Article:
The mapping mechanism 302 creates a more accurate software reliability metric by combining tester data, failure data, and an operational profile. The term "tester data" refers to information recorded by a recording mechanism when human testers test the current release of a software product. The recording mechanism records the number of times that each command is executed 312 for each area of the software product. An area of a software product is a logical grouping of commands that the software product executes. For example, in a word processing program, all commands that manipulate a file, such as open, create, and close, may be considered to be one area. Further, all commands dealing with font manipulation may be considered to be another area. In addition, the recording mechanism stores all failures into a failure database. The failure database 312 stores software product failures ("failure data") categorized by the area of the software product in which the failure occurred. "Area failure" refers to when a command in an area fails to perform correctly, causes the software product to fail or the command is unable to perform. The failure data may originate from different sources, but for purposes of the discussion below it is assumed that this data is acquired and recorded when the tester tests the software product. Alternatively, this data may be acquired and recorded when the preferred ATS tests the software product.

The term "operational profile" refers to information obtained from a release of a software product that was used by users. In order to create an operational profile, a release of the software product to be tested is distributed with a recording mechanism to various groups of users that records each command and how long the command took to execute ("user data"). From the user data, an operational profile is created. The operational profile is a breakdown of the number of commands that were executed per area. Operational profiles are gathered from users falling into different levels of sophistication. Hence, there may be a first operational profile that is derived from data gathered for unsophisticated users, a second operational profile that is derived from data gathered for moderately sophisticated users, and a third operational profile that is derived from data gathered for sophisticated users. The operational profile, thus, provides a mapping of various groups of users by their sophistication to each area and provides the number of times that each area was used. By creating an operational profile, an ability is provided for testing a software product for groups of users with differing levels of sophistication.

FIG. 4 depicts an example of an operational profile for three groups of users. The three groups of users are the expert users group 400, the intermediate users group 402 and the novice users group 404. The software product being tested has four areas: area 406, area 408, area 410, and area 412. The groups of users and the areas of the software intersect to from a table 414. The table 414 indicates the percentage of use ("user percentage") for each user group for each area of the software product. For example, the area most used by the expert user group 400 is area 406. That is, the expert users group 400 uses commands in area 406 of the software product 50% of the time that the expert users group 406 uses the software product.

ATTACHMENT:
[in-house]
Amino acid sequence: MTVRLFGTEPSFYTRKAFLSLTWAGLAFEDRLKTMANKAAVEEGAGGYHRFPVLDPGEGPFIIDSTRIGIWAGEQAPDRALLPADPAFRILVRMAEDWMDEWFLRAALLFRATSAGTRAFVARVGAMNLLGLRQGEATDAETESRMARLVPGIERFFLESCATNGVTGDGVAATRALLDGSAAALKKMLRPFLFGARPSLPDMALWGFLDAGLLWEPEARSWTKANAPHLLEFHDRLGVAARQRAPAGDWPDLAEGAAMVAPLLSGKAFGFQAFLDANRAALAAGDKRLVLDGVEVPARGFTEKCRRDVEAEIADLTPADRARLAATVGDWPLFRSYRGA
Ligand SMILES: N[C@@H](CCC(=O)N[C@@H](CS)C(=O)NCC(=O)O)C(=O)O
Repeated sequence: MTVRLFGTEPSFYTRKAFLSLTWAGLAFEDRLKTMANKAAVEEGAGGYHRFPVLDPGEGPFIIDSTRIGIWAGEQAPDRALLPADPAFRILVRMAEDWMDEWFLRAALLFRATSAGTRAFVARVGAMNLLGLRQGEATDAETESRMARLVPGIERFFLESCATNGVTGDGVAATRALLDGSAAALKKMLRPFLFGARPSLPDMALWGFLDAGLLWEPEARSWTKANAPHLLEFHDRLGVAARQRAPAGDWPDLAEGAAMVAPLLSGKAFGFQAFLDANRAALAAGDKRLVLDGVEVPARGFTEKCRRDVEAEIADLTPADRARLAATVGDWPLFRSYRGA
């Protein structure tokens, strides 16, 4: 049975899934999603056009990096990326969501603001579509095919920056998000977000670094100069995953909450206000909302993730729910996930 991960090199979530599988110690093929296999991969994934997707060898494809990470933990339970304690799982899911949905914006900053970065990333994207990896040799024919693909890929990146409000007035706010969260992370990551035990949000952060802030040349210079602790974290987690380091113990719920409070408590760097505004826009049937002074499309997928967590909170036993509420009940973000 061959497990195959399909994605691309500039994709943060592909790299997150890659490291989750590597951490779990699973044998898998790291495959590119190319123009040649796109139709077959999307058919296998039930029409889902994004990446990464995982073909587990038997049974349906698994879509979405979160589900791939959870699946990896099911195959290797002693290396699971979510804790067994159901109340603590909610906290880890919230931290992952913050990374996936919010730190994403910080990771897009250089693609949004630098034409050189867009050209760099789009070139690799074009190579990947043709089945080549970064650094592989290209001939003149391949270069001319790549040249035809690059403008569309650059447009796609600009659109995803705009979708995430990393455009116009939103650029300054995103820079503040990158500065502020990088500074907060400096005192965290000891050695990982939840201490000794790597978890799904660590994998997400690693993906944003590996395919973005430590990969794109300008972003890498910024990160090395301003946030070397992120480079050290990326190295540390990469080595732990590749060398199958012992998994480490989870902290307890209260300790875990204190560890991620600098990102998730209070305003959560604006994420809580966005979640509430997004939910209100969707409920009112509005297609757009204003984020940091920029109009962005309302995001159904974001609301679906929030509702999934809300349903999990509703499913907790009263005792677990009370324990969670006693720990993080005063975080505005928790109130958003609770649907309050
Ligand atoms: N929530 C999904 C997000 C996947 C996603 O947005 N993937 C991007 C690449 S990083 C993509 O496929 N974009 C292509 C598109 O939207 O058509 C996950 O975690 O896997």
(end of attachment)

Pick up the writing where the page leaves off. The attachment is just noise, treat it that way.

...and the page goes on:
FIG. 5 depicts a flowchart of the steps performed by the mapping mechanism 302 of the preferred embodiment. The mapping mechanism 302 is responsible for receiving tester data from the tester spreadsheet 308, an operational profile from the user spreadsheet 310 (selected by the party that wishes to obtain the hits-to-failure metric), and failure data from the failure database 312. After receiving the tester data, an operational profile and the failure data, the mapping mechanism 302 creates a number of hits to failure ("NHTF") metric. The first step performed by the mapping mechanism is to determine the hazard rate (step 502). The mapping mechanism determines the hazard rate by dividing the failures in each area by the number of hits on each area (area hits). A hit refers to one execution of a command. The failures in each area is received from the failure database 312 and the area hits is part of the tester data received from the tester spreadsheet 308. After the hazard rate is determined, the mapping mechanism 302 determines the mean hits-to-failure (step 504). The mapping mechanism 302 determines the mean hits-to-failure by inverting the hazard rate. Next, the mapping mechanism 302 normalizes the mean hits-to-failure (step 506). The mapping mechanism 302 normalizes the mean hits-to-failure by dividing the mean hits-to-failure for each area of the software product by the total mean hits-to-failure for all of the areas of the software product. Then, the mapping mechanism 302 determines the limiting area (step 508). The mapping mechanism 302 determines the limiting area by dividing the normalized mean hits-to-failure for each area of the software product by the user percentage for that area from the operational profile to create a "mean hits-to-failure over user data." The mapping mechanism 302 selects the area with the lowest mean hits-to-failure over user data as the limiting area. After determining the limiting area, the mapping mechanism 302 creates the NHTF metric (step 510). The mapping mechanism 302 creates the NHTF metric by dividing the mean hits-to-failure of the limiting area by the user percentage for that area. After the hits-to-failure metric is created, processing ends. As a result, a metric is calculated that weighs the tester data results according to the operational profile. In other words, it places more emphasis on failures in areas that are frequently used by the user having the operational profile and less emphasis on failures in areas that are infrequently used by the user having the operational profile.